- Kenyan manufacturing industry hit 4.1%, construction industry, 3.5%, wholesale and retail trade, repairs, 9.5%, tourism and hotels, 15.1%
and transport and communication
- The manufacturing sector of Kenya contributes 10% of the gross domestic product and accounts for 14% of wage employment, mainly in food and wood processing, beverages, textiles and garments, furniture, and fabricated metal.
General Motors East Africa is placed in Nairobi (Kenya) and serves the Eastern Africa region covering the countries of Burundi, Ethiopia, Malawi, Mozambique, Rwanda, Somalia, Tanzania, Uganda, Zambia, and Zimbabwe.
The biggest Sisal fibre manufacturer in Africa, the REA Vipingo Group is a well established agricultural business, headquartered in Nairobi, Kenya. The company is listed on the Nairobi Stock Exchange and owns and operates a flourishing sisal business, whose activities include:
- spinning and
- export of sisal fibre and sisal products.
Foreign Trade of Kenya.
- Kenya exports textiles and garments to the United States under the African Growth and Opportunity Act preferential international trade arrangement.
- Most of the produced exports of Kenya go to the regional market of the Common Market for Eastern and Southern Africa (COMESA), particularly to Uganda, Tanzania, and Rwanda.
- Top Kenyan export market destinations of Kenya: the European Union (EU), Eastern Europe, the Middle East, America, Far East, Australia, and Southeast Asia.
- The African region is the largest export market destination followed by
- Northern Corridor
- Cairo-Kenya-Gaborone Corridor
- Lagos-Mombasa (Kenya) Corridor
Kenya's Institutions and Agreements:
Kenya is a member of the United Nations and the World Trade Organisation and has multiple regional trade agreements. As a result, Kenya has undertaken substantial trade liberalisation initiatives within the World Trade Organisation framework, including reduction of the Most-favoured-nation tariffs, removal of quantitative restrictions, optimisation of the business environment and international trade facilitation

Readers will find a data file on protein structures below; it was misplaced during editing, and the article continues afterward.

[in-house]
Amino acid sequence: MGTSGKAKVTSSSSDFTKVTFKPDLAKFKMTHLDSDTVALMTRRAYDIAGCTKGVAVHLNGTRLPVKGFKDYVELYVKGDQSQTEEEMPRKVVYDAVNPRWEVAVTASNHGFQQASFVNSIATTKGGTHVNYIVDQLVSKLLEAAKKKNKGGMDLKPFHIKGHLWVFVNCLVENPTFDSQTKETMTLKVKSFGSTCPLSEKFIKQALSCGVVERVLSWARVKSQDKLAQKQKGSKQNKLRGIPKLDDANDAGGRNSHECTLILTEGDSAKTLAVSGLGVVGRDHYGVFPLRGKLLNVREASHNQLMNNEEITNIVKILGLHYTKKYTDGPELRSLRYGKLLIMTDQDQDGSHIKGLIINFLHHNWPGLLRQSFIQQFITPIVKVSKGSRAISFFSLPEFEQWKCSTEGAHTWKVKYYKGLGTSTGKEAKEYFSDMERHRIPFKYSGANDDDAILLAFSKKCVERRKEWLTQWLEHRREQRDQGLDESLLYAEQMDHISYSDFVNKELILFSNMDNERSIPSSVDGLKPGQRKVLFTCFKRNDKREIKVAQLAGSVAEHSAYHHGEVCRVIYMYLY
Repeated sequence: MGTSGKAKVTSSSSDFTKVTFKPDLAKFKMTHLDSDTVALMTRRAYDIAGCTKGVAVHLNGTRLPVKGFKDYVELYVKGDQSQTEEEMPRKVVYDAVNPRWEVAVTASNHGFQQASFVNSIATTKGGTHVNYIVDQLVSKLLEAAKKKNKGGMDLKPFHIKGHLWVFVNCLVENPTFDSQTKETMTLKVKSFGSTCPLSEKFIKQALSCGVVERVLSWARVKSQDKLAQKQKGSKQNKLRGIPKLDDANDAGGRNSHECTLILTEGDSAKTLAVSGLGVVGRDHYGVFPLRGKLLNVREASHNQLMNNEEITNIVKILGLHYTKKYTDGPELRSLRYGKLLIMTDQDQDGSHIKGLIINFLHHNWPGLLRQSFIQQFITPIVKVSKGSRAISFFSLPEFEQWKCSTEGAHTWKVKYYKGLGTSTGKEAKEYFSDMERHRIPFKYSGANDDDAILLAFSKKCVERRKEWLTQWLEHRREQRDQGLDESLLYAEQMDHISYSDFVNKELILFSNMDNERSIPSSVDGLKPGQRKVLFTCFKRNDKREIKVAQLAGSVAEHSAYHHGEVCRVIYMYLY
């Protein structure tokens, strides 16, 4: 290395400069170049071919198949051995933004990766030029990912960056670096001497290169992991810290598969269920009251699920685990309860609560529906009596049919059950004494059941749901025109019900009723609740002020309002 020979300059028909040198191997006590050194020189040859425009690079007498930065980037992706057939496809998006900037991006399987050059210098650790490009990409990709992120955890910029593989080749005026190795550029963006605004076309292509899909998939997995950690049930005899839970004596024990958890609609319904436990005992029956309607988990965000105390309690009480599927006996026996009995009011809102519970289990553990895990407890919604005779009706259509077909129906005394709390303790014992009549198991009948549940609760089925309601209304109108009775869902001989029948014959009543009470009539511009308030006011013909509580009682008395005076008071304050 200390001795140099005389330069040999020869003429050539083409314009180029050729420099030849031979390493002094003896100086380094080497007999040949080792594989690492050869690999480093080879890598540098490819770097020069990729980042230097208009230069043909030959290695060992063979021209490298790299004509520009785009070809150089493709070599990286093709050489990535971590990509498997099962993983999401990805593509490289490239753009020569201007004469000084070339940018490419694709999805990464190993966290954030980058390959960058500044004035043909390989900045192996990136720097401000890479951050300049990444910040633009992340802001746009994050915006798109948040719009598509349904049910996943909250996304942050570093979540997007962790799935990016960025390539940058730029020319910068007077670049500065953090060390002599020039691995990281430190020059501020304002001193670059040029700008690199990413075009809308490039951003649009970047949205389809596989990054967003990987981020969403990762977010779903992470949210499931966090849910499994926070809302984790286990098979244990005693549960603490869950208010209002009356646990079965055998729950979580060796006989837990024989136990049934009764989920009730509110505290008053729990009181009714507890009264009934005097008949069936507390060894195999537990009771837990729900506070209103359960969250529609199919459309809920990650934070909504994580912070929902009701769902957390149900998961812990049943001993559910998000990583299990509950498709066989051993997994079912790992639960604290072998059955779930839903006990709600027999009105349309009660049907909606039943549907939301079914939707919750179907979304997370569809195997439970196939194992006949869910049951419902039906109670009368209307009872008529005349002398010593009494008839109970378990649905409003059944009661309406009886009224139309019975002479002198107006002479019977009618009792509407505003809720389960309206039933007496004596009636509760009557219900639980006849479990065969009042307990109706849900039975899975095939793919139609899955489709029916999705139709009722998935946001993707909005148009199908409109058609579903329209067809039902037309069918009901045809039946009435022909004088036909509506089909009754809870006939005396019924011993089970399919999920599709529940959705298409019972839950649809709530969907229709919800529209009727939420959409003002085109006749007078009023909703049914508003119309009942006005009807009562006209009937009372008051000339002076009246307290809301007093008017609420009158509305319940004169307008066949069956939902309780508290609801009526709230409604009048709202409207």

at the regional level.
Kenya is signatory to the Cotonou Partnership Agreement in 2000, which provided for non-reciprocal trade between the European Union and the Africa Caribbean and Pacific countries.
The Cotonou Agreement has been succeeded by a World Trade Organisation
cooperative reciprocal trade arrangement, the Economic partnership agreements beginning January 2008.
Furthermore, Kenya is a member of the Common Market for Eastern and Southern
Africa and the East Africa Community and the Intergovernmental Authority on Development.
Kenya is a beneficiary of preferential schemes of international trade, including the Generalised System of Preferences with
some industrialised countries, the International Trade and Investment Framework Agreement and the African Growth and Opportunity Act (AGOA) with the United States.
- Common Market for Eastern and Southern Africa (COMESA)
- COMESA-EAC-SADC Free Trade Agreement (FTA)
- Intergovernmental Authority on Development (IGAD)
- East African Community (EAC)
- Indian-Ocean Rim Association (IORA)
- Cotonou Agreement
- African Growth and Opportunity Act (US AGOA)
- East African Community-US Agreement
Kenya is a member of:
- Nile Basin Initiative
- International Conference on the Great Lakes Region
- African Union (AU)
- New Partnership for Africa (NEPAD)
- African Development Bank
- Economic Commission for Africa (ECA)
❮ Samples - Business in Kenya ❯